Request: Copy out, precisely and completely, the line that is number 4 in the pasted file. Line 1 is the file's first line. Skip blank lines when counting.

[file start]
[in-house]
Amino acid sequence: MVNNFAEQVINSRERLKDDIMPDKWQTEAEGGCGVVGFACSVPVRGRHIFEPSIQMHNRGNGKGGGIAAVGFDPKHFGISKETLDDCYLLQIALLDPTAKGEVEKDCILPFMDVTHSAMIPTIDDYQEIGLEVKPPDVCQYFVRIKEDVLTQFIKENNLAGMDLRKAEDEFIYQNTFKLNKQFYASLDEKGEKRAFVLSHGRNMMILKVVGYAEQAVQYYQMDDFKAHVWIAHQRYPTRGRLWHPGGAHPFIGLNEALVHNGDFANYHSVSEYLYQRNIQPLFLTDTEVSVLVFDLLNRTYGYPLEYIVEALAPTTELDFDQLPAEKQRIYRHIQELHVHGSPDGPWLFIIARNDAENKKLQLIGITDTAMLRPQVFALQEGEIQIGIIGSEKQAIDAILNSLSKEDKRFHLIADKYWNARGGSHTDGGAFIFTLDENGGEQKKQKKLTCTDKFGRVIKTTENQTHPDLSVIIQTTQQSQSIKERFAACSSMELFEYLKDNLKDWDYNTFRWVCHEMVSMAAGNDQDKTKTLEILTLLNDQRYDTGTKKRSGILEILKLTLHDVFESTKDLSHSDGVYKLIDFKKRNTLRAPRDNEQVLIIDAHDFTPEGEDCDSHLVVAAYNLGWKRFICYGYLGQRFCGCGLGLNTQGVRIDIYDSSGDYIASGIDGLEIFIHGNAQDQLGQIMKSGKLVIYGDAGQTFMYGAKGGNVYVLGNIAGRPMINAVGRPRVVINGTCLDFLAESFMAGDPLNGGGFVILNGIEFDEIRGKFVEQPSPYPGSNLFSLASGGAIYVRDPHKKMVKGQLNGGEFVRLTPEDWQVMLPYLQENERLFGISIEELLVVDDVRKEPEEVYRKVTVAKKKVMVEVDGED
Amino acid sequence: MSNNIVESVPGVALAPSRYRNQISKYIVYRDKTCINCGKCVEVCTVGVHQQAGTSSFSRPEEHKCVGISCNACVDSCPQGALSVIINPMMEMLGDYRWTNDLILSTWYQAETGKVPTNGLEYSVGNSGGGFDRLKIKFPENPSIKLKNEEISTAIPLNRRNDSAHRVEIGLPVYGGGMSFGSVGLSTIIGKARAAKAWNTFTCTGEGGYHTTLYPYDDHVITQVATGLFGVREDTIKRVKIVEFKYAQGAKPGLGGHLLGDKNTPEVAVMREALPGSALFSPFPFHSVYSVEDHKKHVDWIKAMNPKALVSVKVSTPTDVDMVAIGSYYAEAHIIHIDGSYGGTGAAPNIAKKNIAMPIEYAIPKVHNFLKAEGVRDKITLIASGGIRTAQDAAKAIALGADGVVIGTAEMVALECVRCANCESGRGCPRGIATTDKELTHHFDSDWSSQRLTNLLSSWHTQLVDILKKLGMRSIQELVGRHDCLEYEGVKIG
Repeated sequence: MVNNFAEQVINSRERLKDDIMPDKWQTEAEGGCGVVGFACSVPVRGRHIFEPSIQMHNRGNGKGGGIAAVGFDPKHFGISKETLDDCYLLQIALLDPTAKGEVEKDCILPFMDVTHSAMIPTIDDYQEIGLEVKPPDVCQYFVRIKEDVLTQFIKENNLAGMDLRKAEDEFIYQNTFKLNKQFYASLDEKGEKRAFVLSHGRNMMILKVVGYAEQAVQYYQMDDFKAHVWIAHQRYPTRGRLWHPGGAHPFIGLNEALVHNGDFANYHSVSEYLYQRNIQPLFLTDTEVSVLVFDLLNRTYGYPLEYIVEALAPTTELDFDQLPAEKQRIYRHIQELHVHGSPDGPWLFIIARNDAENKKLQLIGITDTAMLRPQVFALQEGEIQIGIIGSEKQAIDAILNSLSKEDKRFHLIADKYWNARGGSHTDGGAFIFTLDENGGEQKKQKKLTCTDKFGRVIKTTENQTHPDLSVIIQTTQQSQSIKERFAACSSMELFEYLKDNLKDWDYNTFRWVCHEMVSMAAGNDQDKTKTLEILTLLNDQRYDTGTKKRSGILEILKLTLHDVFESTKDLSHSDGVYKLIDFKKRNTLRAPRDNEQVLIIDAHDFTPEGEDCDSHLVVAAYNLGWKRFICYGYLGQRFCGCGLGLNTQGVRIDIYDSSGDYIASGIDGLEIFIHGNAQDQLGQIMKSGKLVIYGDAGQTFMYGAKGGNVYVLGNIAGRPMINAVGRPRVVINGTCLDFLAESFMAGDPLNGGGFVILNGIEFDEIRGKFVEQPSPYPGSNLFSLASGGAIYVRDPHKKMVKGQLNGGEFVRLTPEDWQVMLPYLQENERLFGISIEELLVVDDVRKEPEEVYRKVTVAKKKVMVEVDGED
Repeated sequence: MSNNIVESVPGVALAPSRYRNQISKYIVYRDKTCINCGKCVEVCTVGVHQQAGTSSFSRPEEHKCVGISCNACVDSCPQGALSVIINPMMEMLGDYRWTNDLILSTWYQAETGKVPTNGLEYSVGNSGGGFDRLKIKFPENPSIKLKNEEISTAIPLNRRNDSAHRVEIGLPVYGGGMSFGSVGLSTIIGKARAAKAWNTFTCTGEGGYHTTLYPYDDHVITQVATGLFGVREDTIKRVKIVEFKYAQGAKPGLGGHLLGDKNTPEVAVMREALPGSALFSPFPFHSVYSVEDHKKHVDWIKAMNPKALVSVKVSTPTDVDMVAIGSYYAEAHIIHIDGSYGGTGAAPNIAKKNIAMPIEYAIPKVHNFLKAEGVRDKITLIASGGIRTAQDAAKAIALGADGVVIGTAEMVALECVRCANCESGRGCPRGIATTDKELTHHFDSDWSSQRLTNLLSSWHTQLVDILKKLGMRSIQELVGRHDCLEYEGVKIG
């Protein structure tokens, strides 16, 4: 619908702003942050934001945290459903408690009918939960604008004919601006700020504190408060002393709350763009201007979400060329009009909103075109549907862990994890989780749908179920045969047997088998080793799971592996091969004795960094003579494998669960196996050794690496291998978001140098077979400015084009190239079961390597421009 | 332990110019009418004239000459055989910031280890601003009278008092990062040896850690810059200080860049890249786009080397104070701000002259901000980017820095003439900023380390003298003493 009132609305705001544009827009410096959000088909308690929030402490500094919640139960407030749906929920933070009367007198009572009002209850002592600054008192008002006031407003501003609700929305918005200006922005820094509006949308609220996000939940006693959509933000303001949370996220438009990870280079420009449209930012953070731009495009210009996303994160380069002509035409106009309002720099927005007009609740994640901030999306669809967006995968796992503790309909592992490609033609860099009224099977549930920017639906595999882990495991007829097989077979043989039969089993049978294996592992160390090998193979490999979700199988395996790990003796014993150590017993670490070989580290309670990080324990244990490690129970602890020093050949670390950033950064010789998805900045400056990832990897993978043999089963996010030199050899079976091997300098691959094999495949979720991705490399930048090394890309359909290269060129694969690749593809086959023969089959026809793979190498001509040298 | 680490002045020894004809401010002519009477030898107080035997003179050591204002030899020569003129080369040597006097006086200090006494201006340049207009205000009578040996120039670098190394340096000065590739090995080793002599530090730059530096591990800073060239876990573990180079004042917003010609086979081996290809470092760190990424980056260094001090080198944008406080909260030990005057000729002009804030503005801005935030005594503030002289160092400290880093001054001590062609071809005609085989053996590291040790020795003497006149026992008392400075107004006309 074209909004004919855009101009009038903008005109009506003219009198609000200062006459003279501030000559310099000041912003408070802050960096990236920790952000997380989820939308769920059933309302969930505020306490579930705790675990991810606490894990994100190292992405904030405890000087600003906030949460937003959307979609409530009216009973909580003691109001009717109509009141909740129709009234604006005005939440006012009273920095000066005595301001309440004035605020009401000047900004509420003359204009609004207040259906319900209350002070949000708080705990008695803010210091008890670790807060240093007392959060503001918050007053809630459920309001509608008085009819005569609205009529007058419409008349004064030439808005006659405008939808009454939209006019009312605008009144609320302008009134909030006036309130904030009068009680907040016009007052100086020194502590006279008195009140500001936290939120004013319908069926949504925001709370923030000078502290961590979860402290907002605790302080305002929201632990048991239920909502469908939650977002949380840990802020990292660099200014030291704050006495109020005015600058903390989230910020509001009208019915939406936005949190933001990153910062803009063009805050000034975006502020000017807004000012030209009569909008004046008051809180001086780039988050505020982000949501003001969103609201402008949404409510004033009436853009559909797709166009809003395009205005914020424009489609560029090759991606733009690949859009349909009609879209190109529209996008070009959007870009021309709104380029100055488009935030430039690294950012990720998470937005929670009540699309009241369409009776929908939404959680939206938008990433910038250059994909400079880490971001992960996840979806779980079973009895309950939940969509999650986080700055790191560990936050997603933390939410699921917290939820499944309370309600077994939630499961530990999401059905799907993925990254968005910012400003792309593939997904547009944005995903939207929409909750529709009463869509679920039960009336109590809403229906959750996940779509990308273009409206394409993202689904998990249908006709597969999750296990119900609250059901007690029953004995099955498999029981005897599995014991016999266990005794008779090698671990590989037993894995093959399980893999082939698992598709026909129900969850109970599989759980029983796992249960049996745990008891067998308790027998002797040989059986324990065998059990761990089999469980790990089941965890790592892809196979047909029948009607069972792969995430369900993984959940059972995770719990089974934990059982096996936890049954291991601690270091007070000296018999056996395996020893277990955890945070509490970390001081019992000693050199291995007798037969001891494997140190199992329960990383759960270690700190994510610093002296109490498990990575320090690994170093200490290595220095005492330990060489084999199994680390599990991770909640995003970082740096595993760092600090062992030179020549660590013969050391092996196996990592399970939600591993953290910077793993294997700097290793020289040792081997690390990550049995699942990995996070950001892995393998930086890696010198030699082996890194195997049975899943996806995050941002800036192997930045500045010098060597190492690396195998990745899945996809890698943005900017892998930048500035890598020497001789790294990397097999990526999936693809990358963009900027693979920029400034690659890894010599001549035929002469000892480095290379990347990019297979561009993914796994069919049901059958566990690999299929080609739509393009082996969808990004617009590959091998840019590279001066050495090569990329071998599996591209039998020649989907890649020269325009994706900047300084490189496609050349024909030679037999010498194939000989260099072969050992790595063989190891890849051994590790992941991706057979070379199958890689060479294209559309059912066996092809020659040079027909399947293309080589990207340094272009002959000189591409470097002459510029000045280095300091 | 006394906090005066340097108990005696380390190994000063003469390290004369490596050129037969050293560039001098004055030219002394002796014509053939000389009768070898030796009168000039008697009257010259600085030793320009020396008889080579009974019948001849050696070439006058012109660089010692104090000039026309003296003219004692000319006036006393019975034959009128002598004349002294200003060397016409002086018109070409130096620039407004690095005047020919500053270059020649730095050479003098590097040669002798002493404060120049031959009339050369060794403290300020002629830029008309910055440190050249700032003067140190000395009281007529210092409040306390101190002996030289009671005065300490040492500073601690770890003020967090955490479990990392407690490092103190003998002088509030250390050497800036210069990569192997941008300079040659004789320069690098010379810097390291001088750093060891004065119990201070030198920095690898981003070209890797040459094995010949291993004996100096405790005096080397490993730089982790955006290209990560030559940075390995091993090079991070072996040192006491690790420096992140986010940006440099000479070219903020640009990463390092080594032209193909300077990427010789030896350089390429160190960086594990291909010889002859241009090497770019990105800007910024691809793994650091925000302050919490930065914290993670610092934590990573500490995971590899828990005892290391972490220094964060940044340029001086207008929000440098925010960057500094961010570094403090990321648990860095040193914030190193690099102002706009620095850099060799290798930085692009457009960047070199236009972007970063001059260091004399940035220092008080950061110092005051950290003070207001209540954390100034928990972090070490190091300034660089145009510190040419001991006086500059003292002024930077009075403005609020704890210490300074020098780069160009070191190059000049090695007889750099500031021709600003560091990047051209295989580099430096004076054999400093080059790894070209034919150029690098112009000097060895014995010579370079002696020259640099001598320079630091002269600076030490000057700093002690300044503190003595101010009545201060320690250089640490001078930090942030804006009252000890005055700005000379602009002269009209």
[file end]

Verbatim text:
Repeated sequence: MVNNFAEQVINSRERLKDDIMPDKWQTEAEGGCGVVGFACSVPVRGRHIFEPSIQMHNRGNGKGGGIAAVGFDPKHFGISKETLDDCYLLQIALLDPTAKGEVEKDCILPFMDVTHSAMIPTIDDYQEIGLEVKPPDVCQYFVRIKEDVLTQFIKENNLAGMDLRKAEDEFIYQNTFKLNKQFYASLDEKGEKRAFVLSHGRNMMILKVVGYAEQAVQYYQMDDFKAHVWIAHQRYPTRGRLWHPGGAHPFIGLNEALVHNGDFANYHSVSEYLYQRNIQPLFLTDTEVSVLVFDLLNRTYGYPLEYIVEALAPTTELDFDQLPAEKQRIYRHIQELHVHGSPDGPWLFIIARNDAENKKLQLIGITDTAMLRPQVFALQEGEIQIGIIGSEKQAIDAILNSLSKEDKRFHLIADKYWNARGGSHTDGGAFIFTLDENGGEQKKQKKLTCTDKFGRVIKTTENQTHPDLSVIIQTTQQSQSIKERFAACSSMELFEYLKDNLKDWDYNTFRWVCHEMVSMAAGNDQDKTKTLEILTLLNDQRYDTGTKKRSGILEILKLTLHDVFESTKDLSHSDGVYKLIDFKKRNTLRAPRDNEQVLIIDAHDFTPEGEDCDSHLVVAAYNLGWKRFICYGYLGQRFCGCGLGLNTQGVRIDIYDSSGDYIASGIDGLEIFIHGNAQDQLGQIMKSGKLVIYGDAGQTFMYGAKGGNVYVLGNIAGRPMINAVGRPRVVINGTCLDFLAESFMAGDPLNGGGFVILNGIEFDEIRGKFVEQPSPYPGSNLFSLASGGAIYVRDPHKKMVKGQLNGGEFVRLTPEDWQVMLPYLQENERLFGISIEELLVVDDVRKEPEEVYRKVTVAKKKVMVEVDGED